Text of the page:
O. Wolkenhauer, S. Bej, University of Rostock
Service center: RNA Bioinformatics Center – RBC
During the COVID-19 pandemic, numerous mathematical models have been developed. For most models, the focus has been on predicting the peak of new daily cases as this would give an indication of the resources that would be required from a health system. Another use of models is to demonstrate the effect of countermeasures, like social distancing. World-wide, the reporting of new infections has suffered from uncertainty due to reporting practices, and a lack of systematic and widespread testing. This has provided a major challenge for real-time predictions of case numbers and predicted peak time points.
Reporting artefacts, and the sensitivity of SEIR type models to changes in parameter values, suggests that models focussing on general pattern and relative changes in the shape of curves is a more promising approach. For the model we have developed, the aim is not an accurate prediction of case numbers in a particular population. The purpose is to predict consequences and pattern emerging from different measures, implemented to control the pandemic.
Our model is specifically focused on demonstrating the effectiveness of testing, in combination with social distancing. Using ordinary differential equations, the model will distinguish between four groups of (i) People who are 'Susceptible', who can still become infected; (ii) 'Unidentified' spreaders, that is, people who can spread the infection but have not been tested to be COVID positive yet; (iii) 'Identified' spreaders, that is, people who can spread the infection and have been tested to be COVID positive; and (iv) Resolved cases, including deaths and recovery.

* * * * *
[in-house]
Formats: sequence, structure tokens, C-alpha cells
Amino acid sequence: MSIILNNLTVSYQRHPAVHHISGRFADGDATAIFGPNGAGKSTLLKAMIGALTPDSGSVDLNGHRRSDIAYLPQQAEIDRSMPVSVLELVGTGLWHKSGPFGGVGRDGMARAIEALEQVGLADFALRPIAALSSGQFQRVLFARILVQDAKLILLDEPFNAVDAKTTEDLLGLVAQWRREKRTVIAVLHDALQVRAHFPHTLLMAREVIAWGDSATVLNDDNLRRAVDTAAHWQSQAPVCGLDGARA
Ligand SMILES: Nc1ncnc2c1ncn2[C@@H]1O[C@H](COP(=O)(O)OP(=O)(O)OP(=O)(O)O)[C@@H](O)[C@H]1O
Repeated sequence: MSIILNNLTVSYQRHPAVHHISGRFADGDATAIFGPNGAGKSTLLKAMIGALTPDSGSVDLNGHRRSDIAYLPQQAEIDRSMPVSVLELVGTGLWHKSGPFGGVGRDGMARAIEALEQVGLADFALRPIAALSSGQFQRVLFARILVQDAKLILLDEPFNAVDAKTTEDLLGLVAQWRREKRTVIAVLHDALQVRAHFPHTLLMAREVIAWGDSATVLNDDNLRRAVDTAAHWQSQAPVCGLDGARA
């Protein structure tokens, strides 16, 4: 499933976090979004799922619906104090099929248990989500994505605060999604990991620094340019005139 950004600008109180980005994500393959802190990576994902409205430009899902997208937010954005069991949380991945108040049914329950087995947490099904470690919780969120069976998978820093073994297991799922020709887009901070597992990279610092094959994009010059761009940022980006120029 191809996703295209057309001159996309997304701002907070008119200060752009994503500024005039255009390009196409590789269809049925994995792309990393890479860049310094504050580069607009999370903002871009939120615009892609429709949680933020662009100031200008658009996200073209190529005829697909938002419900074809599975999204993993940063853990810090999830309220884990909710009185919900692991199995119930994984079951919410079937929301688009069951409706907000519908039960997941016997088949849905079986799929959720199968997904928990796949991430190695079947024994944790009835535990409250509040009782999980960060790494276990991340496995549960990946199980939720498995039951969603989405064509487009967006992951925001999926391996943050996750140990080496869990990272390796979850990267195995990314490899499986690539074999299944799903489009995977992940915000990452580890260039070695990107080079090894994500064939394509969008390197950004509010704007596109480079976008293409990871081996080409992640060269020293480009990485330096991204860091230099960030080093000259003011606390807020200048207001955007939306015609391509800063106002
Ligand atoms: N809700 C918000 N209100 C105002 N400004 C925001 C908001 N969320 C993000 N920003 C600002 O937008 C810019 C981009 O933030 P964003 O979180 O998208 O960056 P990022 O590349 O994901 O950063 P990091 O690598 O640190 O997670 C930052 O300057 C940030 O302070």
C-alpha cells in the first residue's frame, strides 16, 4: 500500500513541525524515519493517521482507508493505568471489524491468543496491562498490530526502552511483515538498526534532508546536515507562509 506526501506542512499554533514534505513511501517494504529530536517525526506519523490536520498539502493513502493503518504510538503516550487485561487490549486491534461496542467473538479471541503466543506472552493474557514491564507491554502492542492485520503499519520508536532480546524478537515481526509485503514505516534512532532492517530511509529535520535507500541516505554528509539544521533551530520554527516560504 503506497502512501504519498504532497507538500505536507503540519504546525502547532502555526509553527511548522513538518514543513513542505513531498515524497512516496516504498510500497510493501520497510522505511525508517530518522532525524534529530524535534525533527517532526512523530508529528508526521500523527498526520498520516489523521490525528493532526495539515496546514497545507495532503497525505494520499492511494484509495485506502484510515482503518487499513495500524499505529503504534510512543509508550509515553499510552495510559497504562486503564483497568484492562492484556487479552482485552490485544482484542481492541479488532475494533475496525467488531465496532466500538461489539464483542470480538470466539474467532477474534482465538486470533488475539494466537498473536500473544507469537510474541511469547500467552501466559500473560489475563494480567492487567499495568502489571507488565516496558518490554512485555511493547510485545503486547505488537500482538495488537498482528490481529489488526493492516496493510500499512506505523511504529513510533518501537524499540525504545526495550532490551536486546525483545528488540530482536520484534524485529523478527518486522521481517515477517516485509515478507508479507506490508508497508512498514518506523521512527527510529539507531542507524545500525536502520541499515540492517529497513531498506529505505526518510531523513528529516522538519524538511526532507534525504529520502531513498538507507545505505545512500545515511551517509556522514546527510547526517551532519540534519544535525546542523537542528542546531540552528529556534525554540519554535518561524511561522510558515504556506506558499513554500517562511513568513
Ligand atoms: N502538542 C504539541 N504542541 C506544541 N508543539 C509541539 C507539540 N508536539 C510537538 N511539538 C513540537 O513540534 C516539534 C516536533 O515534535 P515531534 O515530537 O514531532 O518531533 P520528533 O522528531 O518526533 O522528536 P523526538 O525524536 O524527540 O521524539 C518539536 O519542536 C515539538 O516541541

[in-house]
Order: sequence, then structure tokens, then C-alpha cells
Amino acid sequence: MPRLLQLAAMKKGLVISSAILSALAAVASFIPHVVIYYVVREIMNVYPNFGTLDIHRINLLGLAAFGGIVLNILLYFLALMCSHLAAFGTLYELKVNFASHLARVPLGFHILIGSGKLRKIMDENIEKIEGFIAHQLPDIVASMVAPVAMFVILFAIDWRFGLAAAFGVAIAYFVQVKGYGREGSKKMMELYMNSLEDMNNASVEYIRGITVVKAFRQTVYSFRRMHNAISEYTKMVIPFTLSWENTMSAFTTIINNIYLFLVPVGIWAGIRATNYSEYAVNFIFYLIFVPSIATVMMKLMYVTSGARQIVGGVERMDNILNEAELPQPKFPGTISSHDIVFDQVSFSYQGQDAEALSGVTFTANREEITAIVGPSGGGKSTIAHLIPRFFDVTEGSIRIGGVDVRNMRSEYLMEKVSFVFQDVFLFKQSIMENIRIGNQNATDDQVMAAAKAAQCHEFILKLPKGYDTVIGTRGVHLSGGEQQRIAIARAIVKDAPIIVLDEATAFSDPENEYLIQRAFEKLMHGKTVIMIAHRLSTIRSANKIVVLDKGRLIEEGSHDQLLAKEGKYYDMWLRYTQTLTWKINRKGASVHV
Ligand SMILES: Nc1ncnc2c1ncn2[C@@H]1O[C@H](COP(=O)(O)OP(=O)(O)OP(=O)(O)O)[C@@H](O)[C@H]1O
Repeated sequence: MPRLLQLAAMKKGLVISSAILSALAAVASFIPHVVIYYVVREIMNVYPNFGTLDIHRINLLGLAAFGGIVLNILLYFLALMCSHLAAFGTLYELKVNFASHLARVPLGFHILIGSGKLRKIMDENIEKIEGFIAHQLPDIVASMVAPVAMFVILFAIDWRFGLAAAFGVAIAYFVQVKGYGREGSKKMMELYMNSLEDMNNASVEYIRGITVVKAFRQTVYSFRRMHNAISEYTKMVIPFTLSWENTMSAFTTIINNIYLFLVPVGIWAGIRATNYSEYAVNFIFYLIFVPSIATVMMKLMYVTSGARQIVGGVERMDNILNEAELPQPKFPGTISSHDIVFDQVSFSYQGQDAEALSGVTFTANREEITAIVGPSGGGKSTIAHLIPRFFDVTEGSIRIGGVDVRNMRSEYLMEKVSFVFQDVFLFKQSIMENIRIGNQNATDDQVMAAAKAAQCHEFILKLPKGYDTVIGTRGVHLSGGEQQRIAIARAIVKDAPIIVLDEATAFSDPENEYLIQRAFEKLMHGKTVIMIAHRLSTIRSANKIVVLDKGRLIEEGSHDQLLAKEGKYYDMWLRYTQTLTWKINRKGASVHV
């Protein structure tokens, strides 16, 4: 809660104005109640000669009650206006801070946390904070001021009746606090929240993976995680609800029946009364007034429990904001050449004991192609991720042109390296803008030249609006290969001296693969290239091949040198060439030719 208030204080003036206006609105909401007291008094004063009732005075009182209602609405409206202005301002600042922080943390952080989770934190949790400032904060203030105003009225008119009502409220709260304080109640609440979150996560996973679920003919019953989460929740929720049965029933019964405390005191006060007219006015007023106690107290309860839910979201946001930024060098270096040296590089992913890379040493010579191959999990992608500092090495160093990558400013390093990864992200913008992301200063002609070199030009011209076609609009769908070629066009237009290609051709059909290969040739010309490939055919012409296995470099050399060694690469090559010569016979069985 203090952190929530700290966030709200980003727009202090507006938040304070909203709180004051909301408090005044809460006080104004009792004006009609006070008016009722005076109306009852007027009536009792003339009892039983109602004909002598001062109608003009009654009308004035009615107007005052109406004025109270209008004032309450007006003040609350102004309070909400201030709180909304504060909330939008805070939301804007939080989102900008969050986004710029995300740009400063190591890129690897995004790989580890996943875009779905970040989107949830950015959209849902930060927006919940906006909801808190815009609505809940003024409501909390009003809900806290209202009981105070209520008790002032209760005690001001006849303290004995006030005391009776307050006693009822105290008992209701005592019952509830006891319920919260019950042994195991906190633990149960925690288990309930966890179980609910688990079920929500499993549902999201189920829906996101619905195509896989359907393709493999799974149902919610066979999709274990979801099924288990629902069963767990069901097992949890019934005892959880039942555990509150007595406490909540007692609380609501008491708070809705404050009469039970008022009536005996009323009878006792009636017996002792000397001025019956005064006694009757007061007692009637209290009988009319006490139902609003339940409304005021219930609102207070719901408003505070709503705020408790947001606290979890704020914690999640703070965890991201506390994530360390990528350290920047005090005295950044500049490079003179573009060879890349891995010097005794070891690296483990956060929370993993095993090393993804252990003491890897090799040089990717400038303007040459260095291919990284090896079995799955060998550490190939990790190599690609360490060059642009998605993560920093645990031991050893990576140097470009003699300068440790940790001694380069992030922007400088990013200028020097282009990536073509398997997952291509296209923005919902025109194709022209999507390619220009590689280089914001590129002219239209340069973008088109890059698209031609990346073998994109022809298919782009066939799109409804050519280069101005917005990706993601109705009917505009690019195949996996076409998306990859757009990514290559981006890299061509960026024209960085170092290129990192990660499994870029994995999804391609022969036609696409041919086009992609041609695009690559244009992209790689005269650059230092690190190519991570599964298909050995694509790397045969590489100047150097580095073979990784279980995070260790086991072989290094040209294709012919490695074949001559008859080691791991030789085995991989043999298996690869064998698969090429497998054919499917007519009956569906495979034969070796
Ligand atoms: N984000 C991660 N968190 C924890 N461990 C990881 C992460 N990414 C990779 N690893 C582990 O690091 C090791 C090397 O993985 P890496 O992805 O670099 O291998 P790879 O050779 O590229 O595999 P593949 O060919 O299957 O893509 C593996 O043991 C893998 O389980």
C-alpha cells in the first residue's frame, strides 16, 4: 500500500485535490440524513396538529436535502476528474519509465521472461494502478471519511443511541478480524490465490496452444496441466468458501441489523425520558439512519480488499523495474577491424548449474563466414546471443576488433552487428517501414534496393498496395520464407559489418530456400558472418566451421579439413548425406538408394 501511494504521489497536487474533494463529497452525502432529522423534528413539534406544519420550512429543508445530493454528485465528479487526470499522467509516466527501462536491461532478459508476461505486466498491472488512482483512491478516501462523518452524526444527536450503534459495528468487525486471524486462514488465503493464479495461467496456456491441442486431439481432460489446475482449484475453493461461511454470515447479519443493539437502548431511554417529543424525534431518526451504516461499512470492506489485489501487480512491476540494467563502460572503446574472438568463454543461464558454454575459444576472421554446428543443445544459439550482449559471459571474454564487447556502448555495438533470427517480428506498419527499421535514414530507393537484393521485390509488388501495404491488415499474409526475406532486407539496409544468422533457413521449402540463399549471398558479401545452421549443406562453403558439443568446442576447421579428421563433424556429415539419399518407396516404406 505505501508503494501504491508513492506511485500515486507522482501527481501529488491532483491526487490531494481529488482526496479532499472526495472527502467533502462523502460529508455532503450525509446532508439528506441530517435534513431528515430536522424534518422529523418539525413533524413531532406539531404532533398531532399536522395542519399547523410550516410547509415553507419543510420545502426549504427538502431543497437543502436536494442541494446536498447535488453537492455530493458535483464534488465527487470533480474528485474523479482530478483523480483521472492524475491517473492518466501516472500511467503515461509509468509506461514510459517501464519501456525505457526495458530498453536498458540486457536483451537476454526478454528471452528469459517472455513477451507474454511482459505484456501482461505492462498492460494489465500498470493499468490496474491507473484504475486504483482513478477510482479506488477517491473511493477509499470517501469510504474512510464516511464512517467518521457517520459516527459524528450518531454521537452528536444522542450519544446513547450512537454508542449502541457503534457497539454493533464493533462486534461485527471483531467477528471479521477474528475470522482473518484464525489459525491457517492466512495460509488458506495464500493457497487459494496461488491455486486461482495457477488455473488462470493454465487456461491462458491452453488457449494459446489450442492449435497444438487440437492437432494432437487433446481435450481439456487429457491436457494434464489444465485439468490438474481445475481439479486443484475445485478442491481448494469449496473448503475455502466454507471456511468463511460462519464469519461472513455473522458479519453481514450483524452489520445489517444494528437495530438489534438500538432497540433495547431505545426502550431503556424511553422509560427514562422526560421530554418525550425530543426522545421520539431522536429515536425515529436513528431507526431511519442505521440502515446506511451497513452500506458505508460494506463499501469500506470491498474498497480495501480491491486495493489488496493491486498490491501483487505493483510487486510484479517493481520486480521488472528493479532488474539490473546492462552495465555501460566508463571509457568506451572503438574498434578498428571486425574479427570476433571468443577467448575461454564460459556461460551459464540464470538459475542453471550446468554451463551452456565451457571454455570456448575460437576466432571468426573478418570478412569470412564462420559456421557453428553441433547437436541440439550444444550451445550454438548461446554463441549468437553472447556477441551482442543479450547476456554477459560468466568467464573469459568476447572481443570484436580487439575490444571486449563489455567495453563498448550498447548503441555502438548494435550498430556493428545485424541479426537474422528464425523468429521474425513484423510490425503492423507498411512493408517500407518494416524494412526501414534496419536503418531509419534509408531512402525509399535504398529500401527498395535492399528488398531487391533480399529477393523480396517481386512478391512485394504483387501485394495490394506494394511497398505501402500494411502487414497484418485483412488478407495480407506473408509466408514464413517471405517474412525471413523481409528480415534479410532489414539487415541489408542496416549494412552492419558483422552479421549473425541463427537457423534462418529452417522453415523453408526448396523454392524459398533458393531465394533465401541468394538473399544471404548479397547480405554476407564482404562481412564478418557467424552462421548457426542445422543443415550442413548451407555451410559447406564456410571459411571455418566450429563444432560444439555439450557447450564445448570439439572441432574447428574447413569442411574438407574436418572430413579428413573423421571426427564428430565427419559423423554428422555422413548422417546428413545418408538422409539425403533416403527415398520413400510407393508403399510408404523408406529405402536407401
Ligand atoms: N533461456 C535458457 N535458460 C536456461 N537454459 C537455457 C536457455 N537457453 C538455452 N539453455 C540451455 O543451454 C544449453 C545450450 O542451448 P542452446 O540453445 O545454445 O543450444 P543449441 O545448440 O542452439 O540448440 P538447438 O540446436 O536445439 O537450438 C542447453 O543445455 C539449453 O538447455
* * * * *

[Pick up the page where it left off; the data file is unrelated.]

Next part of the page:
We are particularly interested in "aggressive" testing, that is, testing individuals even without symptoms. To this end, we have produced a Python-based Jupyter Notebook, allowing for an interactive visualisation of scenarios that compare different implementations of testing and social distancing policies.
Since both, a total lockdown and aggressive testing will be difficult to achieve, especially in the early phase of a pandemic. Our analysis suggests however that with aggressive testing and strict isolation of identified spreaders, it is possible to achieve control of the pandemic without a total lockdown.
For further information please also read our recent publication here.